Highlights and observations from Moscow Global Forum – City of Education – 2019
This article has been written for the UKEdMagazine Supplement focusing on the Moscow Global Forum – City of Education 2019 event. You can find out more information about the MGF2019 at https://moscowglobalforum.ru/en
A visit to an educational exhibition, festival or forum often offers an insight to what the priorities are within the society where it is hosted. Take away the layers of the international giant exhibitors, and you can see where small, start-up industries see an opportunity to fill gaps in education that, they feel, are still valued within society. Among the glitz and glam of the modern technological advances, you can see products, services and industries that are present among the local environment, and a visit to the Moscow Global Forum, City of Education 2019 (MGF2019) was no different.
Celebrating one of the largest exhibitions in this part of the world, with the number of delegates exceeding 146,000 over a four-day period – including royalty, educational leaders, teachers, school-leaders, pupils and other educational organisations – the MGF2019 highlighted some stark elements that shine a mirror on the culture and priorities within the Russian capital city: the embracement of educational technologies; competition, and; STEM.
From the forum, these three strands were clear to see, and evidence was in abundance around the four-day celebration of education.
Embracement of Educational Technologies:
Speak to any young Moscovite, and they will avidly tell you about the technology they love to use both at home and school. The educational system within Moscow (in particular) has invested greatly in the latest technology available to help enhance teaching and learning. The central e-schools portal offers a rich resource of lesson ideas, videos and information that is available and accessible to students, teachers, school-leaders and parents in and away from the school building.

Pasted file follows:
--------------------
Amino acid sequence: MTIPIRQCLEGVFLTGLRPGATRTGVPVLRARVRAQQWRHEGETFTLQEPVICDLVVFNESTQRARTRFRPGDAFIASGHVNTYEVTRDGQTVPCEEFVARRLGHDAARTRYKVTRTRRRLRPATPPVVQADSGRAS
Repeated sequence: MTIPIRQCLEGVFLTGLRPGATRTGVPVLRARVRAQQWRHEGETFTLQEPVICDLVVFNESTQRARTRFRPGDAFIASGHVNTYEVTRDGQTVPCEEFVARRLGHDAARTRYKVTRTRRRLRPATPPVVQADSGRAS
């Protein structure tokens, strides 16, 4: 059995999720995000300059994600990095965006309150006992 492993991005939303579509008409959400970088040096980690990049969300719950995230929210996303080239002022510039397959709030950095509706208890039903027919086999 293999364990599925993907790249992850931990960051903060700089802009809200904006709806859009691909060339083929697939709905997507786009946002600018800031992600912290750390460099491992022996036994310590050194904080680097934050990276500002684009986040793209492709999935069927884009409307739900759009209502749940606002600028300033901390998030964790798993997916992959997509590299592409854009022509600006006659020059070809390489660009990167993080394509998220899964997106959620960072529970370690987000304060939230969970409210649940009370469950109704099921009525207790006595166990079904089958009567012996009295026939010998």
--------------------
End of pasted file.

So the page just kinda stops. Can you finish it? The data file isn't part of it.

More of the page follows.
From a UK perspective, it is surprising to see how shooter-type learning experiences are showcased within the exhibition, with many different army-based activities popular around the MGF arena, and they are popular.
Notably, a project focusing on the gaming industry was popular and evident, with a Moscow school evident, with a Moscow school opening specifically to help students, from the age of 14, become part of the gaming process, from the ideas, development, implementation and release of new gaming ideas.
An addition to the exhibition floor space was the inclusion of coding platforms, helping young people acquire key technology programming skills that are going to impact on their futures and gain an understanding of the software they interact with.
Bright lights, shiny displays and eye-catching activities were a prominent feature throughout the two large exhibition halls, but space was also given to smaller companies whose budgets are more constrained, with robotics and stop-frame animation learning opportunities tucked away in the connecting corridor.